Author: betsygoldman

Teaching children to teach themselves, ‘an investment in society’

Mahatma Gandhi once said, “If we are to reach real peace in this world, we shall have to begin with our children.” World-wide peace may be an unattainable goal in our lifetime, but Gandhi was right about children holding the future in their hands. In keeping with this thought, Dr. Andrew Mitchell, who earned a Ph.D. in economic history from the London School of Economics, says he has always had a keen fascination with what determines the development of countries, which in turn, determines the development of its people. Born in Australia and a traveler during his school days, Mitchell completed his Ph.D. thesis comparing the economics of Australia and Argentina and analyzing issues such as: Why did one country become wealthy and the other stay poor? Why did a country blessed with a vast amount of natural resources have so much suffering among its people? What were they doing in society that prevented them from doing well? Both countries had the same kind of ideas, but he found that it was leadership and institutions that sent them down different paths. Mitchell refers to what is currently happening in the State of California regarding the development of young children. “California spends more money on prisons than education,” he says. “If the prisoners had been educated when they were younger, they probably wouldn’t be where they are today. It’s an...

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The ‘real’ Baywatch protects swimmers and boaters

The word “Baywatch” probably evokes memories of the television series from 1989 to 1999 that idealized Southern California lifeguards. There is a real Baywatch that started with rescue boats to protect the entire South Bay in the early 1900s. Lifeguarding has evolved through time to include the beach and, as recent as a couple of years ago, electric beach vehicles. Today, Baywatch del Rey patrols from the El Segundo border to Venice, but according to Ocean Rescue Boat Captain Rob Pelkey, the agency will go beyond if needed. A typical day starts out with a routine daily boat check. Each boat is run by a different crew each day. The lifeguards on patrol check weather conditions and surf to get a feel for waves and swell size because there are swimmers and surfers year round. There are mooring buoys at designated areas where patrol boats are tied up and the lifeguards do continuing boat maintenance while waiting to respond to a call. Patrolling is two-fold. The main patrol is along the shoreline where the lifeguards perform ocean rescues with the beach lifeguards. Offshore distress calls include incidences with the occasional surfer or swimmer and boats. In the winter, waves can reach ten to 15 feet high and rip currents form in certain areas like the breakwater and pier, causing people in the water to be pulled out further. The...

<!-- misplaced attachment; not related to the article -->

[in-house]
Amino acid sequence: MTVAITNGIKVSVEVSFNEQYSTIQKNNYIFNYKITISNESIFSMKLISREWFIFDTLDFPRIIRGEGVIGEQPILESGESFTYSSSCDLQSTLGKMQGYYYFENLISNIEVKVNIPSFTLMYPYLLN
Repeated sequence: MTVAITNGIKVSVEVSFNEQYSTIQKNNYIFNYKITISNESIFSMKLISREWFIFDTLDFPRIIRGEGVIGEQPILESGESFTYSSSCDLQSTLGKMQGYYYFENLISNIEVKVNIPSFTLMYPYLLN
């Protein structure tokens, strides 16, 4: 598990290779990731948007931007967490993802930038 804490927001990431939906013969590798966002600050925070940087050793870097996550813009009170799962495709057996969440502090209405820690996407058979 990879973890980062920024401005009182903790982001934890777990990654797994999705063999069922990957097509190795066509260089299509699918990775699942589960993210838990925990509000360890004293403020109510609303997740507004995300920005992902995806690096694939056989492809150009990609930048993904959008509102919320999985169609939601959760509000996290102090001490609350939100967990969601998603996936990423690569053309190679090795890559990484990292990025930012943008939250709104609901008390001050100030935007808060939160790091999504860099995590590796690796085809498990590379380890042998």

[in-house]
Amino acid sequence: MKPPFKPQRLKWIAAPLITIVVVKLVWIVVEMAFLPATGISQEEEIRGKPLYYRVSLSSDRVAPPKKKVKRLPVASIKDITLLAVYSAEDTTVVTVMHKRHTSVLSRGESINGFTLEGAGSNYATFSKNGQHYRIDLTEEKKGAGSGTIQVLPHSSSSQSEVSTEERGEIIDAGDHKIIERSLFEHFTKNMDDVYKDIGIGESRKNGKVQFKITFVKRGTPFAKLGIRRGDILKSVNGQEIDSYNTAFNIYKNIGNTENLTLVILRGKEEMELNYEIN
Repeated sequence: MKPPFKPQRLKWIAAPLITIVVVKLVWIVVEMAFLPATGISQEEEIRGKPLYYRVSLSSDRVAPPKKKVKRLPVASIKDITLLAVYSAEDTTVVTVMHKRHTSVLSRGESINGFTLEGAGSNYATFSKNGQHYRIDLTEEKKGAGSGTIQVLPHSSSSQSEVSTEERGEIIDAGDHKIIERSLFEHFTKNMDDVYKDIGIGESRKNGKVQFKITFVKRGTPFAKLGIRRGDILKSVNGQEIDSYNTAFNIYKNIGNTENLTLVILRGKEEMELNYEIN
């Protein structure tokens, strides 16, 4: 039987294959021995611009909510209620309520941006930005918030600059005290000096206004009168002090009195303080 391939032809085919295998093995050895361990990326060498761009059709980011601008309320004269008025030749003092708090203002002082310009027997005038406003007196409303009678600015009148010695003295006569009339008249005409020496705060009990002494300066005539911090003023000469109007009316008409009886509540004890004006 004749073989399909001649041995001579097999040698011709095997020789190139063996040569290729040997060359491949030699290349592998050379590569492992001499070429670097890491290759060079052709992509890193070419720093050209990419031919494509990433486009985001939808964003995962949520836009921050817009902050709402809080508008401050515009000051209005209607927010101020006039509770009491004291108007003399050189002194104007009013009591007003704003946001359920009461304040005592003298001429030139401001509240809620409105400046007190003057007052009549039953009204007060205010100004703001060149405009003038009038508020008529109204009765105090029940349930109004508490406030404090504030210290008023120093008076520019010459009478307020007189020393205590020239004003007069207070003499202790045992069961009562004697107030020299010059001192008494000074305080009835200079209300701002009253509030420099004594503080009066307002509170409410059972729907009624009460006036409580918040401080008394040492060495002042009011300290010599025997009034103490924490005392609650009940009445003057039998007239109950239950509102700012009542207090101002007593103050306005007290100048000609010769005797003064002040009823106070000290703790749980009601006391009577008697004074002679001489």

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Female gymnast once flew through the air

Joe Wheatley Productions will present a show Saturday, July 4th to celebrate 75 years of a fitness phenomenon that started in Santa Monica in the mid 1930s and moved to Venice in the 1960s. There will be a contest for Mr. and Mrs. Muscle Beach and an induction of two new members to the Hall of Fame — Bernie Ernst, who was the star of the television show “Body Buddies,” and Relna Brewer McCrea, one of the first female bodybuilders who was known for her ability to single-handedly toss brawny men. Throughout history, there has been a quest for fitness. While, in prehistoric times it may have been a necessity for successful hunting, from the beginning, good physical condition has been the basis for health and well-being. Ancient Greeks are thought to be the first to believe that development of the body was equally as important as development of the mind. Gymnastics was a popular sport to produce a strong, healthy body and, in turn, to maintain a sound mind. Although bodybuilding put both Santa Monica and Venice on the map as physical fitness landmarks, unbeknownst to most, the birth of this remarkable cultural development actually began with gymnastics at the spot that became known as Muscle Beach (in Santa Monica, not to be confused with Muscle Beach Venice). Santa Monica resident Paula Unger Boelsems was nine years old...